Many factors contributed to making 2016 such a weirdly morbid and demoralising political year, but its consequences are now glaringly clear to anyone who wants to look: that the Western world is now in the throes of a reactionary nativist/hyper-nationalist ‘counter-revolution’ with a distinctly rank odour of white privilege and white supremacism wafting into the mainstream from its fringes.

To point this out doesn’t mean that all the voters who voted for the grotesque political monster that is Donald Trump were racists, bigots or white supremacists, but millions of voters were prepared to ignore the racist and bigoted sentiments that Trump mobilised so brazenly,  because they didn’t care about them or because other things mattered to them more.

The same in the UK.  It’s rather pointless – and tedious – to have to refute the Leave argument that ‘not everyone who voted for Brexit is racist or a xenophobe.’ Obviously not, but it is difficult, if not impossible, to imagine that the Leave vote would have triumphed without the barrage of dog whistle messages about immigration that accompanied the campaign.

These alarming and disturbing tendencies are not likely to abate anytime soon, and further shocks may follow in the coming year, so it is incumbent upon us to face up to them and not take refuge in ‘the revolution is just around the corner’ or ‘first the liberals then us’ utopianism – or is it just opportunism?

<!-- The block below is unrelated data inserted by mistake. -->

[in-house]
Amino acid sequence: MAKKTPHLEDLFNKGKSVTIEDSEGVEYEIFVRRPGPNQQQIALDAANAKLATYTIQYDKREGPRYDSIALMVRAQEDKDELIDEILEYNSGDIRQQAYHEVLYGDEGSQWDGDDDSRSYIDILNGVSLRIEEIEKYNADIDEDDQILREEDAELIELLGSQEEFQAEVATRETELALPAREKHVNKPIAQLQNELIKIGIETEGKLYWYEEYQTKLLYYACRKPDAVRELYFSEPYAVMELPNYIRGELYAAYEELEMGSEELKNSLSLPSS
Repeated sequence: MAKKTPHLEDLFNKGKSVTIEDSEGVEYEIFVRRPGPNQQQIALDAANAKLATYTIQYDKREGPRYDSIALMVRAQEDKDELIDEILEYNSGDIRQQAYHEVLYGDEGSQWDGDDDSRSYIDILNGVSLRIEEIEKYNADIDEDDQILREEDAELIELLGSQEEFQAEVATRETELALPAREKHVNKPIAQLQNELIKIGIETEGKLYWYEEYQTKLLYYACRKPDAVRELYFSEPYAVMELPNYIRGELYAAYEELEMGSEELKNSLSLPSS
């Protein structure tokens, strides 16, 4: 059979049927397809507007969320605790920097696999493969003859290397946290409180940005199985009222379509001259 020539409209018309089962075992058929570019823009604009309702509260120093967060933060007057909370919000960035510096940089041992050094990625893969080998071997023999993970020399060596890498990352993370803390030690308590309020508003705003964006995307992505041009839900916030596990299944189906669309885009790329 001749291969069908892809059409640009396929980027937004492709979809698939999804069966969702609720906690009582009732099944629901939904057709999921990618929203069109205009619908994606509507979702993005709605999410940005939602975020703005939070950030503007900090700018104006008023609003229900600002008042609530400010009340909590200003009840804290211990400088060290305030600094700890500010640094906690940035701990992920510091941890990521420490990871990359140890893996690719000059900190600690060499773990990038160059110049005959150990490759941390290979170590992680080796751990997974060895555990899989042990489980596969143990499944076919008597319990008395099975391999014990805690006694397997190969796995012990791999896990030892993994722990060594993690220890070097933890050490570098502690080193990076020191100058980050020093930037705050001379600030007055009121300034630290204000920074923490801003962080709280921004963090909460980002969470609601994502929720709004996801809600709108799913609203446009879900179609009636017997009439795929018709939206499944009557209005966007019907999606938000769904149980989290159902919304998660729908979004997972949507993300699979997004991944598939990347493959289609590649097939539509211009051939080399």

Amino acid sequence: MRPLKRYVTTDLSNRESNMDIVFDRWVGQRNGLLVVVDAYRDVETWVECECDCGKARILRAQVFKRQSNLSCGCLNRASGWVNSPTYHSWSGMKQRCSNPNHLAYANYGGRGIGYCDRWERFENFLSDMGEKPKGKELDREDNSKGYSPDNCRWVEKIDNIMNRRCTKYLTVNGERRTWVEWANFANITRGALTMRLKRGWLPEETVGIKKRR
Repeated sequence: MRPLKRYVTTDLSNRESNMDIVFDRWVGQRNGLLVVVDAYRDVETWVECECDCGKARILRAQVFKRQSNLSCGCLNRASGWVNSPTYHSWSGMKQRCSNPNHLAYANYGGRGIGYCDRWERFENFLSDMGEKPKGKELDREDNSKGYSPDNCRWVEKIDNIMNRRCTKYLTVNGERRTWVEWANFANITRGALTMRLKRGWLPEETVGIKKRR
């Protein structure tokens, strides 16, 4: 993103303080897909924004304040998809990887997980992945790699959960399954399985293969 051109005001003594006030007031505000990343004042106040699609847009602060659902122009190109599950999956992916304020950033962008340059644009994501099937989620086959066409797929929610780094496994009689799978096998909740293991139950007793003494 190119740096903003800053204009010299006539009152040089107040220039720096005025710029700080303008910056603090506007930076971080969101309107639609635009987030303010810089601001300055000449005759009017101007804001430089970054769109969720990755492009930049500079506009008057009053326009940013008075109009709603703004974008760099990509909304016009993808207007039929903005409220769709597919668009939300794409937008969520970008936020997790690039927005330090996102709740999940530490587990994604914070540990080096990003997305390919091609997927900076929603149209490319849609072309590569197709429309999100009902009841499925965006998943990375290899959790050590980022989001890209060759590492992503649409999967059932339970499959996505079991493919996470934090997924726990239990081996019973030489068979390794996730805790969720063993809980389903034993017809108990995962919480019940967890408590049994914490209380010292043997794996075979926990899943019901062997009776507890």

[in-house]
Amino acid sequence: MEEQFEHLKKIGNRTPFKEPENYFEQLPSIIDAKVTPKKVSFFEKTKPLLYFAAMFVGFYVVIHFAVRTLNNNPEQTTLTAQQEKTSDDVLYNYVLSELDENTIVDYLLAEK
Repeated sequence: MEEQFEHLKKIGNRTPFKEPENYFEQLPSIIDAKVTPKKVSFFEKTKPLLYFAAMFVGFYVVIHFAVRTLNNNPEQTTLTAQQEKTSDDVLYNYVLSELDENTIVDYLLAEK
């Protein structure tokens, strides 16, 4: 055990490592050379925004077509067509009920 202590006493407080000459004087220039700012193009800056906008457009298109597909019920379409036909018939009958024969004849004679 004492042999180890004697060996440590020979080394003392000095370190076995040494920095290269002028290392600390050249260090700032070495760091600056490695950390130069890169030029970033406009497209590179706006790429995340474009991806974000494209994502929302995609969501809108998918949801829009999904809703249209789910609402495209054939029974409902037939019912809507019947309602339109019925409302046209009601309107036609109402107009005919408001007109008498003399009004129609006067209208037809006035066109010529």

One of the main reasons why the right triumphed in 2016 is because it was able to mobilise fears and anxieties that the old political order has not bothered to address or has not known how to address.   For some years now fear has become the dominant political emotion of the 21st century, which politicians of various persuasions have sought to mobilise.   The Polish sociologist Zygmunt Bauman has coined the term ‘liquid fear’ to describe the anxieties that he believes underpin the current ‘crisis of humanity’ in the Western world.

For Bauman, the crisis is driven by a ‘tangible feeling of anxiety that has only vague contours but is still acutely present everywhere.’  These fears are manifold.  Fear of terrorism – often translated into fear of Muslims or simply fear of ‘the Other’.   Fear of immigrants and refugees. Fear of war, violence and political instability.  Fear of open borders.

Today, as Adam Curtis has often pointed out, politicians have largely abandoned the notion of a better future, and like to present themselves as managers of risk, preventing the bad from becoming even worse and promising to  ‘keep you safe’ even when their decisions are clearly not making anyone safe.

On the contrary we live in an age of persistent and constant insecurity, which our rulers often seem determined to encourage.  Whether we are beneficiaries or victims of globalisation, we all inhabit an economic system that is inherently unstable, chaotic and prone to shocks and tremors such as the 2008 crisis, that can capsize the futures of millions of people in an instant.